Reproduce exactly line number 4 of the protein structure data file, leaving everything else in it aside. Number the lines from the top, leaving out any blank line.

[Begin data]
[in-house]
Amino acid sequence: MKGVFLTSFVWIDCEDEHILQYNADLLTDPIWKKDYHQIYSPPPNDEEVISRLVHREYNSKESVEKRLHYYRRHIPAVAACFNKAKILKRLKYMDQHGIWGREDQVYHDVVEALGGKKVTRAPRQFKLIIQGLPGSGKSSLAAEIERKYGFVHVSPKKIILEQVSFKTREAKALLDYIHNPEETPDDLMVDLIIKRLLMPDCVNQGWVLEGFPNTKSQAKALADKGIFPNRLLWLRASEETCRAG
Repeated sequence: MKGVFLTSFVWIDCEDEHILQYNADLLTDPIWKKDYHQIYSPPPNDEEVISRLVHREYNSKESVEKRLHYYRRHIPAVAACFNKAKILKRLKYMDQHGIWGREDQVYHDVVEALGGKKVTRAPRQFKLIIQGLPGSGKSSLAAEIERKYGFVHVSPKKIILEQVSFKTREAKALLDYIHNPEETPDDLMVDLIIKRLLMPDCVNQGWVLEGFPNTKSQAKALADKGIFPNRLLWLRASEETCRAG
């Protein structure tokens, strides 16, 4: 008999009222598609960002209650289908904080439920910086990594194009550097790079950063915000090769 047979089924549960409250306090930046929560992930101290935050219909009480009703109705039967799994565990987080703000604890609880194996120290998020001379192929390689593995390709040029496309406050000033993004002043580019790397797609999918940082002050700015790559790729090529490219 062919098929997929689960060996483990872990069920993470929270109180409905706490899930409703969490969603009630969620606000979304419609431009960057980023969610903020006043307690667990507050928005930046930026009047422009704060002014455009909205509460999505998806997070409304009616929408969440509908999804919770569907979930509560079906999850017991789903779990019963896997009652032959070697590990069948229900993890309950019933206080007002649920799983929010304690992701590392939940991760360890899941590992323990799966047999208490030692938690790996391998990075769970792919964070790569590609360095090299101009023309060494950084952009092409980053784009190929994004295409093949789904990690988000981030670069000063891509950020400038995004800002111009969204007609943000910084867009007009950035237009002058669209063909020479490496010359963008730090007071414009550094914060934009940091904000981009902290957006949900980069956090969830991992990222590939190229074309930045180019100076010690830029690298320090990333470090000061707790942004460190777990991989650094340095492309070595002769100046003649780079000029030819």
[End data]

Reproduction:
């Protein structure tokens, strides 16, 4: 008999009222598609960002209650289908904080439920910086990594194009550097790079950063915000090769 047979089924549960409250306090930046929560992930101290935050219909009480009703109705039967799994565990987080703000604890609880194996120290998020001379192929390689593995390709040029496309406050000033993004002043580019790397797609999918940082002050700015790559790729090529490219 062919098929997929689960060996483990872990069920993470929270109180409905706490899930409703969490969603009630969620606000979304419609431009960057980023969610903020006043307690667990507050928005930046930026009047422009704060002014455009909205509460999505998806997070409304009616929408969440509908999804919770569907979930509560079906999850017991789903779990019963896997009652032959070697590990069948229900993890309950019933206080007002649920799983929010304690992701590392939940991760360890899941590992323990799966047999208490030692938690790996391998990075769970792919964070790569590609360095090299101009023309060494950084952009092409980053784009190929994004295409093949789904990690988000981030670069000063891509950020400038995004800002111009969204007609943000910084867009007009950035237009002058669209063909020479490496010359963008730090007071414009550094914060934009940091904000981009902290957006949900980069956090969830991992990222590939190229074309930045180019100076010690830029690298320090990333470090000061707790942004460190777990991989650094340095492309070595002769100046003649780079000029030819």